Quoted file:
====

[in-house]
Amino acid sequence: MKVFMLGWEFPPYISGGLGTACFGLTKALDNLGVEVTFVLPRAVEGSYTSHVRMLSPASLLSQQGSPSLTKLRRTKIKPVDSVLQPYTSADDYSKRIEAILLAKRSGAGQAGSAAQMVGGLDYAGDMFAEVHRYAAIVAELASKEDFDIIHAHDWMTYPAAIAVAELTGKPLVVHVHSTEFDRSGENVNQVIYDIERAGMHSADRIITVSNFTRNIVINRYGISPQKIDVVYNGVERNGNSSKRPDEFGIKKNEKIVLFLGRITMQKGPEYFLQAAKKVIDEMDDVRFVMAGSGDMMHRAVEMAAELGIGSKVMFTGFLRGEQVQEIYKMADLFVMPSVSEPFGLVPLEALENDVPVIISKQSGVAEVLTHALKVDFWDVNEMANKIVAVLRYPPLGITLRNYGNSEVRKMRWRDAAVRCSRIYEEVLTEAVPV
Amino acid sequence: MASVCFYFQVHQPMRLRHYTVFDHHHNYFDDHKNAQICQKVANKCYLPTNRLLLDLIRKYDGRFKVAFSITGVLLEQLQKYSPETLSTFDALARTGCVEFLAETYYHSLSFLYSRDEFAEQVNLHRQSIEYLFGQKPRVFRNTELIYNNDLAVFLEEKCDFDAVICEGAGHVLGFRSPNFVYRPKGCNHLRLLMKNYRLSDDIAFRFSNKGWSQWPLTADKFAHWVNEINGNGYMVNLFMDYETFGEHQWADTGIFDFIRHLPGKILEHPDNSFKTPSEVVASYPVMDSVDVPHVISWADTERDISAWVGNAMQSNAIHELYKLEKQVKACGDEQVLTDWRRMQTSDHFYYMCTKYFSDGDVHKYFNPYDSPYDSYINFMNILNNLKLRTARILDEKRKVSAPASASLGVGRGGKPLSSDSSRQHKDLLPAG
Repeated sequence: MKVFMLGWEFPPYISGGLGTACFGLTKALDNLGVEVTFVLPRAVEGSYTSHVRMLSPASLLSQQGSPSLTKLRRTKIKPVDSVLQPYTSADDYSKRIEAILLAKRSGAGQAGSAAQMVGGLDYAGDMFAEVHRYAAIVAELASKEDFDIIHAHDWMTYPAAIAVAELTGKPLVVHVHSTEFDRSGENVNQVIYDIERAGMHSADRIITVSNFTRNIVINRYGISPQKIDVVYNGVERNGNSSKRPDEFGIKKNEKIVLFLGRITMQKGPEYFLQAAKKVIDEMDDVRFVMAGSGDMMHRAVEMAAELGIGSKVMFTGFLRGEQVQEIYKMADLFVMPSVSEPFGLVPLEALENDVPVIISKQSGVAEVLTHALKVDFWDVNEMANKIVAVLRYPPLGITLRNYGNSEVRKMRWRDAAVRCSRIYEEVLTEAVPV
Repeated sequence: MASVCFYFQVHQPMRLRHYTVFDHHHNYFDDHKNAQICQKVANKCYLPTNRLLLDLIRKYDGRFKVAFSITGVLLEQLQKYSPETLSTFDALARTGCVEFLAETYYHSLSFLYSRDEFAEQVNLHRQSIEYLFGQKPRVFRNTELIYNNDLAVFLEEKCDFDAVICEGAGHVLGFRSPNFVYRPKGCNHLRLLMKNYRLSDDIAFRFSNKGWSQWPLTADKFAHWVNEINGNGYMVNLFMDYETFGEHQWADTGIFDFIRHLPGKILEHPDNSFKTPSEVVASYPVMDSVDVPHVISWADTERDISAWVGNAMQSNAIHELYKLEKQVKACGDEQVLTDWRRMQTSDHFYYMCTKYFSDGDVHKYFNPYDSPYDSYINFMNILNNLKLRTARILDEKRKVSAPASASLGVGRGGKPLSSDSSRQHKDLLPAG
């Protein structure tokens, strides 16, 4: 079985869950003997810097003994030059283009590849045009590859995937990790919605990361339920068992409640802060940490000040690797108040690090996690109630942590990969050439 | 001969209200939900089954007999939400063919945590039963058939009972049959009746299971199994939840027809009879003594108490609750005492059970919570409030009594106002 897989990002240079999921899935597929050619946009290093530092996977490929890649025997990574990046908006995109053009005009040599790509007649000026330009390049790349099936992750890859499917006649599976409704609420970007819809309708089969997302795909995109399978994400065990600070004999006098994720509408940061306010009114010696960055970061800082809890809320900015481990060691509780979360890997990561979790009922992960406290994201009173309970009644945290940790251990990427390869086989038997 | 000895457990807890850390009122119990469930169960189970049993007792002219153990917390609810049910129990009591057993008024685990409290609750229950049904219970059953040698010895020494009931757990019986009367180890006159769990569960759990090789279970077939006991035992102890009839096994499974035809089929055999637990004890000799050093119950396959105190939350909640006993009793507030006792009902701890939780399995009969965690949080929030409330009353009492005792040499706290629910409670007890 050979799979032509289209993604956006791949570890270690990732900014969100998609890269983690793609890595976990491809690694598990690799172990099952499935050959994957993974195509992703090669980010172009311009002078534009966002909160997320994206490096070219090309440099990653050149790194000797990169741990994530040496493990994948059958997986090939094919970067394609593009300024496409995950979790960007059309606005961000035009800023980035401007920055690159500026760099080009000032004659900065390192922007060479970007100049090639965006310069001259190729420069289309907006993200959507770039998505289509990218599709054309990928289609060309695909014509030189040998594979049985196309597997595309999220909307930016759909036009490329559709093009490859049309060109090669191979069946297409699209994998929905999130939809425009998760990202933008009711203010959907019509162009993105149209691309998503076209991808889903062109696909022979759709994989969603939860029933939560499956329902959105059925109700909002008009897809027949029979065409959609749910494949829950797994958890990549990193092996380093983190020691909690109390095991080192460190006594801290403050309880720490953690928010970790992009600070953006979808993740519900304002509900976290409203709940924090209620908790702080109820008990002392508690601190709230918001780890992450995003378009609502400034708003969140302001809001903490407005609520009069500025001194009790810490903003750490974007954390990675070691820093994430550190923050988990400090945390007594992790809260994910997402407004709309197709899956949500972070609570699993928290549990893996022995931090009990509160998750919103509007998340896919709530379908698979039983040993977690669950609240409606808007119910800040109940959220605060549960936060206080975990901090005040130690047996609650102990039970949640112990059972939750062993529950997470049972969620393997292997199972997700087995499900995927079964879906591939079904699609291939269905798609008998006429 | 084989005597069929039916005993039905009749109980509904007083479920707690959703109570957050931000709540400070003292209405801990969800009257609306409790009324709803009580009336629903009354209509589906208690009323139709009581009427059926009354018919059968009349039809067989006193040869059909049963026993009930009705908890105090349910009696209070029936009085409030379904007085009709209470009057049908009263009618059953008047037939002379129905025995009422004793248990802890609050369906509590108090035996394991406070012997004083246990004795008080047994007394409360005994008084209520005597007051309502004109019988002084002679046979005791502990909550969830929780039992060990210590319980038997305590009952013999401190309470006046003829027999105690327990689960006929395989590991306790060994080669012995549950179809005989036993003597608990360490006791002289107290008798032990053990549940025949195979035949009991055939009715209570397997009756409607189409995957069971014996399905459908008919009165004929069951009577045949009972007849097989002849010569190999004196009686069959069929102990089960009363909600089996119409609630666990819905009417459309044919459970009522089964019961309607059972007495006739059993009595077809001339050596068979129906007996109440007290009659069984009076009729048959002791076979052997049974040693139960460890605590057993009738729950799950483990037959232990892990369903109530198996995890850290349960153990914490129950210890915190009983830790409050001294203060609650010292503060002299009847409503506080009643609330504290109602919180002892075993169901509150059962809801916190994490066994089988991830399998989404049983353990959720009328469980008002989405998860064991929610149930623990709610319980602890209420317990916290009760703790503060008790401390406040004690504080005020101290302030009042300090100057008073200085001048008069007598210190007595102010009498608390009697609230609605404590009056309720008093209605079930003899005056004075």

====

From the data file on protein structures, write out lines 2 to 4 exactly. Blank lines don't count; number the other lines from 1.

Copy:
Amino acid sequence: MKVFMLGWEFPPYISGGLGTACFGLTKALDNLGVEVTFVLPRAVEGSYTSHVRMLSPASLLSQQGSPSLTKLRRTKIKPVDSVLQPYTSADDYSKRIEAILLAKRSGAGQAGSAAQMVGGLDYAGDMFAEVHRYAAIVAELASKEDFDIIHAHDWMTYPAAIAVAELTGKPLVVHVHSTEFDRSGENVNQVIYDIERAGMHSADRIITVSNFTRNIVINRYGISPQKIDVVYNGVERNGNSSKRPDEFGIKKNEKIVLFLGRITMQKGPEYFLQAAKKVIDEMDDVRFVMAGSGDMMHRAVEMAAELGIGSKVMFTGFLRGEQVQEIYKMADLFVMPSVSEPFGLVPLEALENDVPVIISKQSGVAEVLTHALKVDFWDVNEMANKIVAVLRYPPLGITLRNYGNSEVRKMRWRDAAVRCSRIYEEVLTEAVPV
Amino acid sequence: MASVCFYFQVHQPMRLRHYTVFDHHHNYFDDHKNAQICQKVANKCYLPTNRLLLDLIRKYDGRFKVAFSITGVLLEQLQKYSPETLSTFDALARTGCVEFLAETYYHSLSFLYSRDEFAEQVNLHRQSIEYLFGQKPRVFRNTELIYNNDLAVFLEEKCDFDAVICEGAGHVLGFRSPNFVYRPKGCNHLRLLMKNYRLSDDIAFRFSNKGWSQWPLTADKFAHWVNEINGNGYMVNLFMDYETFGEHQWADTGIFDFIRHLPGKILEHPDNSFKTPSEVVASYPVMDSVDVPHVISWADTERDISAWVGNAMQSNAIHELYKLEKQVKACGDEQVLTDWRRMQTSDHFYYMCTKYFSDGDVHKYFNPYDSPYDSYINFMNILNNLKLRTARILDEKRKVSAPASASLGVGRGGKPLSSDSSRQHKDLLPAG
Repeated sequence: MKVFMLGWEFPPYISGGLGTACFGLTKALDNLGVEVTFVLPRAVEGSYTSHVRMLSPASLLSQQGSPSLTKLRRTKIKPVDSVLQPYTSADDYSKRIEAILLAKRSGAGQAGSAAQMVGGLDYAGDMFAEVHRYAAIVAELASKEDFDIIHAHDWMTYPAAIAVAELTGKPLVVHVHSTEFDRSGENVNQVIYDIERAGMHSADRIITVSNFTRNIVINRYGISPQKIDVVYNGVERNGNSSKRPDEFGIKKNEKIVLFLGRITMQKGPEYFLQAAKKVIDEMDDVRFVMAGSGDMMHRAVEMAAELGIGSKVMFTGFLRGEQVQEIYKMADLFVMPSVSEPFGLVPLEALENDVPVIISKQSGVAEVLTHALKVDFWDVNEMANKIVAVLRYPPLGITLRNYGNSEVRKMRWRDAAVRCSRIYEEVLTEAVPV